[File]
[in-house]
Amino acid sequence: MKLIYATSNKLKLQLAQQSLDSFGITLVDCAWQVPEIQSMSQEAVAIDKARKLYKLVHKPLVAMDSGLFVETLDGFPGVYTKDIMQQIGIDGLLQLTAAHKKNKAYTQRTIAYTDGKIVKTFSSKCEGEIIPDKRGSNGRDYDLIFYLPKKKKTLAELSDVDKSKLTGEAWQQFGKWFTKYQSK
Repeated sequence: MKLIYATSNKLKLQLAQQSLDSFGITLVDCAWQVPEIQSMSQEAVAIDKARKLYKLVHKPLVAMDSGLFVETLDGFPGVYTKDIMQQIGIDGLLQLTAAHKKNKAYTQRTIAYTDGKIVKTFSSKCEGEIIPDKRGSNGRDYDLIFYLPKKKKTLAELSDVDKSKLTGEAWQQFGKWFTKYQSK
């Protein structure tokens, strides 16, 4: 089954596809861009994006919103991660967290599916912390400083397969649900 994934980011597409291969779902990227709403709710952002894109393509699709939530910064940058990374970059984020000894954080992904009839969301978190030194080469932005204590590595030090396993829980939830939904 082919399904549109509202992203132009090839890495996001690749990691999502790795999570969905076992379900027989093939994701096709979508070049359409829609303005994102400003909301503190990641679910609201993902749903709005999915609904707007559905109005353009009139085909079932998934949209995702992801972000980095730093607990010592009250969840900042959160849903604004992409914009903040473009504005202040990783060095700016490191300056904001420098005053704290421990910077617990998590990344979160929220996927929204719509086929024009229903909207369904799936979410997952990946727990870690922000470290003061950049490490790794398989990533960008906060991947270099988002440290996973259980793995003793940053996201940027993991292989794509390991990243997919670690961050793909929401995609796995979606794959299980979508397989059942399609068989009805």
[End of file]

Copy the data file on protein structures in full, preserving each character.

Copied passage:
[in-house]
Amino acid sequence: MKLIYATSNKLKLQLAQQSLDSFGITLVDCAWQVPEIQSMSQEAVAIDKARKLYKLVHKPLVAMDSGLFVETLDGFPGVYTKDIMQQIGIDGLLQLTAAHKKNKAYTQRTIAYTDGKIVKTFSSKCEGEIIPDKRGSNGRDYDLIFYLPKKKKTLAELSDVDKSKLTGEAWQQFGKWFTKYQSK
Repeated sequence: MKLIYATSNKLKLQLAQQSLDSFGITLVDCAWQVPEIQSMSQEAVAIDKARKLYKLVHKPLVAMDSGLFVETLDGFPGVYTKDIMQQIGIDGLLQLTAAHKKNKAYTQRTIAYTDGKIVKTFSSKCEGEIIPDKRGSNGRDYDLIFYLPKKKKTLAELSDVDKSKLTGEAWQQFGKWFTKYQSK
């Protein structure tokens, strides 16, 4: 089954596809861009994006919103991660967290599916912390400083397969649900 994934980011597409291969779902990227709403709710952002894109393509699709939530910064940058990374970059984020000894954080992904009839969301978190030194080469932005204590590595030090396993829980939830939904 082919399904549109509202992203132009090839890495996001690749990691999502790795999570969905076992379900027989093939994701096709979508070049359409829609303005994102400003909301503190990641679910609201993902749903709005999915609904707007559905109005353009009139085909079932998934949209995702992801972000980095730093607990010592009250969840900042959160849903604004992409914009903040473009504005202040990783060095700016490191300056904001420098005053704290421990910077617990998590990344979160929220996927929204719509086929024009229903909207369904799936979410997952990946727990870690922000470290003061950049490490790794398989990533960008906060991947270099988002440290996973259980793995003793940053996201940027993991292989794509390991990243997919670690961050793909929401995609796995979606794959299980979508397989059942399609068989009805």